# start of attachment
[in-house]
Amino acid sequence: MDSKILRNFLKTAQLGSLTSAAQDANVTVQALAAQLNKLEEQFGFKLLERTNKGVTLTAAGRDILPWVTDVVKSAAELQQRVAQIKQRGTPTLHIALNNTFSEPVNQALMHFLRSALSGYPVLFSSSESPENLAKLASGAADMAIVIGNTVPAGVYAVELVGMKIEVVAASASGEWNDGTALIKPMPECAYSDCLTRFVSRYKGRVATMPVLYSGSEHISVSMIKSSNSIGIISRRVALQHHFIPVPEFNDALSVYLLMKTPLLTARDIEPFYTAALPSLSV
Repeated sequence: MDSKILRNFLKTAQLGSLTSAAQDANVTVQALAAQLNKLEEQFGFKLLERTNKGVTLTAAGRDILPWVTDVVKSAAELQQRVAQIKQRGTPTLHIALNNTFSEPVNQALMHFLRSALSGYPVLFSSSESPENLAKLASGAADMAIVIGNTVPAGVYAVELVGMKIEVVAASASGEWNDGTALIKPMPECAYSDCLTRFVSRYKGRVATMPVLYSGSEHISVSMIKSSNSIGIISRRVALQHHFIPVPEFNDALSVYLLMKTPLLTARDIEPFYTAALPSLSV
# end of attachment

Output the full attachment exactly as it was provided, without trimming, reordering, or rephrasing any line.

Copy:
[in-house]
Amino acid sequence: MDSKILRNFLKTAQLGSLTSAAQDANVTVQALAAQLNKLEEQFGFKLLERTNKGVTLTAAGRDILPWVTDVVKSAAELQQRVAQIKQRGTPTLHIALNNTFSEPVNQALMHFLRSALSGYPVLFSSSESPENLAKLASGAADMAIVIGNTVPAGVYAVELVGMKIEVVAASASGEWNDGTALIKPMPECAYSDCLTRFVSRYKGRVATMPVLYSGSEHISVSMIKSSNSIGIISRRVALQHHFIPVPEFNDALSVYLLMKTPLLTARDIEPFYTAALPSLSV
Repeated sequence: MDSKILRNFLKTAQLGSLTSAAQDANVTVQALAAQLNKLEEQFGFKLLERTNKGVTLTAAGRDILPWVTDVVKSAAELQQRVAQIKQRGTPTLHIALNNTFSEPVNQALMHFLRSALSGYPVLFSSSESPENLAKLASGAADMAIVIGNTVPAGVYAVELVGMKIEVVAASASGEWNDGTALIKPMPECAYSDCLTRFVSRYKGRVATMPVLYSGSEHISVSMIKSSNSIGIISRRVALQHHFIPVPEFNDALSVYLLMKTPLLTARDIEPFYTAALPSLSV